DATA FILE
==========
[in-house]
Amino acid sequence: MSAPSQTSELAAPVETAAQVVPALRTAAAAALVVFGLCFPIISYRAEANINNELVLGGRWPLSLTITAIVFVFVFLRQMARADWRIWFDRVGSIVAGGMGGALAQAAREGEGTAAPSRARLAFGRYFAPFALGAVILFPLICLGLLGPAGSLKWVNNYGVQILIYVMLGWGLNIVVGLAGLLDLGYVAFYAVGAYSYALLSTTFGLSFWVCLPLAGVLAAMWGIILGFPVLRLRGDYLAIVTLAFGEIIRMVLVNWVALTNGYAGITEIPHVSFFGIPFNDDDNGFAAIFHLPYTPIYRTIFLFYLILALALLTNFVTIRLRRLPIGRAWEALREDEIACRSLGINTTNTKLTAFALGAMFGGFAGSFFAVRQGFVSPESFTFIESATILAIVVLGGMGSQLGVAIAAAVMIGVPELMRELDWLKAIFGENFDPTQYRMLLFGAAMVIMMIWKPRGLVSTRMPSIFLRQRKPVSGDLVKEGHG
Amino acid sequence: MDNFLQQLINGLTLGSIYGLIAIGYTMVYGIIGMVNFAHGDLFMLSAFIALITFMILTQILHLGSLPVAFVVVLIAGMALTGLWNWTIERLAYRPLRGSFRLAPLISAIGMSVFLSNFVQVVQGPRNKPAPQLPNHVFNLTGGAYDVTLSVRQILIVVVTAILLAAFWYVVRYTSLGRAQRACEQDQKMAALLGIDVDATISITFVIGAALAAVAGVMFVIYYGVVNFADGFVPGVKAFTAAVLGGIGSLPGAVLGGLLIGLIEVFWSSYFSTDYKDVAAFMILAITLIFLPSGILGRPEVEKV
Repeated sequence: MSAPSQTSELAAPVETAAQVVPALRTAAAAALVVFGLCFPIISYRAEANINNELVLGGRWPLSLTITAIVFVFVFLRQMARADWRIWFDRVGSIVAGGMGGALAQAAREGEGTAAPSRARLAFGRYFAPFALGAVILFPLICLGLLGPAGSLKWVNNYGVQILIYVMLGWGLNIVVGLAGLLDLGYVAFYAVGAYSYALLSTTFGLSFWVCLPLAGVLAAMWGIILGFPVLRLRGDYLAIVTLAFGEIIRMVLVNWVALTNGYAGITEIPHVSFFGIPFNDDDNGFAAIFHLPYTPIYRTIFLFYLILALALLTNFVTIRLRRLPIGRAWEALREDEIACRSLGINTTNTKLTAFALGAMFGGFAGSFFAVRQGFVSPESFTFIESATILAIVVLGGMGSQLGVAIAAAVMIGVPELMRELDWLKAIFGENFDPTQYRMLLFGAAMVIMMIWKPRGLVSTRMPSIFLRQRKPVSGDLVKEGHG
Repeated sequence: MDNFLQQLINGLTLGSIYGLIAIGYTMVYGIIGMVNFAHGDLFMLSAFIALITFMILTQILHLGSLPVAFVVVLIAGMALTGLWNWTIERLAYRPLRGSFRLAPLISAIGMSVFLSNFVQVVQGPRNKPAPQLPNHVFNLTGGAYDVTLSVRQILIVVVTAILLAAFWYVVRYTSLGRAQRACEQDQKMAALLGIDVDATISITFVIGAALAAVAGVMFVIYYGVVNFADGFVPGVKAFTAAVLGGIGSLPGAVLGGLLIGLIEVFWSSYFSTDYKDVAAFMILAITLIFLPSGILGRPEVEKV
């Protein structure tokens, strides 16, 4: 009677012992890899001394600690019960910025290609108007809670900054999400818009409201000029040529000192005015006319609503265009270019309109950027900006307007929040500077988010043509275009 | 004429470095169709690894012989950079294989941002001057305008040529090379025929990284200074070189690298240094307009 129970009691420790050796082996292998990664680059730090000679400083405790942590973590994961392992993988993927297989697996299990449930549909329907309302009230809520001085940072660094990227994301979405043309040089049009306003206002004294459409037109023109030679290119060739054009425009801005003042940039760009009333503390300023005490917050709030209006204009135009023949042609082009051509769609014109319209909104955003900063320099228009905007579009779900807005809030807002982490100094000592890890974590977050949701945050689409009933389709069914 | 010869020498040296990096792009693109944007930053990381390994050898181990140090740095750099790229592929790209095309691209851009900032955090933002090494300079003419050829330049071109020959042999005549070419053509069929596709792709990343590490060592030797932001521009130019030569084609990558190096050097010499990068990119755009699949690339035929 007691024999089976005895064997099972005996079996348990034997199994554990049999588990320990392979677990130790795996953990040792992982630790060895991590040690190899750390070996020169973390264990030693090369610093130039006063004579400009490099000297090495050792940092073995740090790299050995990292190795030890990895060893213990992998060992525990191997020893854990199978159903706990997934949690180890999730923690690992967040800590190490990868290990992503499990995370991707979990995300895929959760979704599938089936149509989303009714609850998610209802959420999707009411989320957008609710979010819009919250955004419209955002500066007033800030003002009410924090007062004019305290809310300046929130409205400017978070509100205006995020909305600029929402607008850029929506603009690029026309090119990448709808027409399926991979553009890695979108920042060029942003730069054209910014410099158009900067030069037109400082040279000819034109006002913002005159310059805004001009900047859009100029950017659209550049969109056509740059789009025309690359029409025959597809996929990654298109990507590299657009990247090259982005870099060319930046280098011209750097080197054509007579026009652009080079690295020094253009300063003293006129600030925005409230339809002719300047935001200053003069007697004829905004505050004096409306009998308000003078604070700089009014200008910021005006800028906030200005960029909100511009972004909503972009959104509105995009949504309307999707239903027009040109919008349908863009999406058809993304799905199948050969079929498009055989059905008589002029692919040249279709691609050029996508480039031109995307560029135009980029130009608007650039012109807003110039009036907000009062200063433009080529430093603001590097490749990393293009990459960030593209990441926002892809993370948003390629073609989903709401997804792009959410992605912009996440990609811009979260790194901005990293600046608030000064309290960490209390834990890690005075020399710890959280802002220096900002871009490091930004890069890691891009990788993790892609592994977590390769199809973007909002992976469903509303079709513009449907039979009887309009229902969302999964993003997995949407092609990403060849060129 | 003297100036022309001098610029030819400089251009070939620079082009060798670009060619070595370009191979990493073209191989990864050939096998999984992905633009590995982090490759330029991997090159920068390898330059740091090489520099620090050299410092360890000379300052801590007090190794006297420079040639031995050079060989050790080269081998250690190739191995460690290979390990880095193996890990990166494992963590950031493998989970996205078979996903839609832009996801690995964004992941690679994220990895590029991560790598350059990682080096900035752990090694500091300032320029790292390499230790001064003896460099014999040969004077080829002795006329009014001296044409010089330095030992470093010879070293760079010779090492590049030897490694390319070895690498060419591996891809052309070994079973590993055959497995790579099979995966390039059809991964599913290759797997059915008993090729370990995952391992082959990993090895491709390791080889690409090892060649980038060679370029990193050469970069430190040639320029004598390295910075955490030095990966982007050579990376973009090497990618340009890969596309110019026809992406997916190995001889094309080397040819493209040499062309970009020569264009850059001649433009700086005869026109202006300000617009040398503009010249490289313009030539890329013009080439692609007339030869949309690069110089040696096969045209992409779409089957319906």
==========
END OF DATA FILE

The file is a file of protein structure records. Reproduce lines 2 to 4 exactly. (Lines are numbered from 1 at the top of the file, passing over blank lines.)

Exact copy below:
Amino acid sequence: MSAPSQTSELAAPVETAAQVVPALRTAAAAALVVFGLCFPIISYRAEANINNELVLGGRWPLSLTITAIVFVFVFLRQMARADWRIWFDRVGSIVAGGMGGALAQAAREGEGTAAPSRARLAFGRYFAPFALGAVILFPLICLGLLGPAGSLKWVNNYGVQILIYVMLGWGLNIVVGLAGLLDLGYVAFYAVGAYSYALLSTTFGLSFWVCLPLAGVLAAMWGIILGFPVLRLRGDYLAIVTLAFGEIIRMVLVNWVALTNGYAGITEIPHVSFFGIPFNDDDNGFAAIFHLPYTPIYRTIFLFYLILALALLTNFVTIRLRRLPIGRAWEALREDEIACRSLGINTTNTKLTAFALGAMFGGFAGSFFAVRQGFVSPESFTFIESATILAIVVLGGMGSQLGVAIAAAVMIGVPELMRELDWLKAIFGENFDPTQYRMLLFGAAMVIMMIWKPRGLVSTRMPSIFLRQRKPVSGDLVKEGHG
Amino acid sequence: MDNFLQQLINGLTLGSIYGLIAIGYTMVYGIIGMVNFAHGDLFMLSAFIALITFMILTQILHLGSLPVAFVVVLIAGMALTGLWNWTIERLAYRPLRGSFRLAPLISAIGMSVFLSNFVQVVQGPRNKPAPQLPNHVFNLTGGAYDVTLSVRQILIVVVTAILLAAFWYVVRYTSLGRAQRACEQDQKMAALLGIDVDATISITFVIGAALAAVAGVMFVIYYGVVNFADGFVPGVKAFTAAVLGGIGSLPGAVLGGLLIGLIEVFWSSYFSTDYKDVAAFMILAITLIFLPSGILGRPEVEKV
Repeated sequence: MSAPSQTSELAAPVETAAQVVPALRTAAAAALVVFGLCFPIISYRAEANINNELVLGGRWPLSLTITAIVFVFVFLRQMARADWRIWFDRVGSIVAGGMGGALAQAAREGEGTAAPSRARLAFGRYFAPFALGAVILFPLICLGLLGPAGSLKWVNNYGVQILIYVMLGWGLNIVVGLAGLLDLGYVAFYAVGAYSYALLSTTFGLSFWVCLPLAGVLAAMWGIILGFPVLRLRGDYLAIVTLAFGEIIRMVLVNWVALTNGYAGITEIPHVSFFGIPFNDDDNGFAAIFHLPYTPIYRTIFLFYLILALALLTNFVTIRLRRLPIGRAWEALREDEIACRSLGINTTNTKLTAFALGAMFGGFAGSFFAVRQGFVSPESFTFIESATILAIVVLGGMGSQLGVAIAAAVMIGVPELMRELDWLKAIFGENFDPTQYRMLLFGAAMVIMMIWKPRGLVSTRMPSIFLRQRKPVSGDLVKEGHG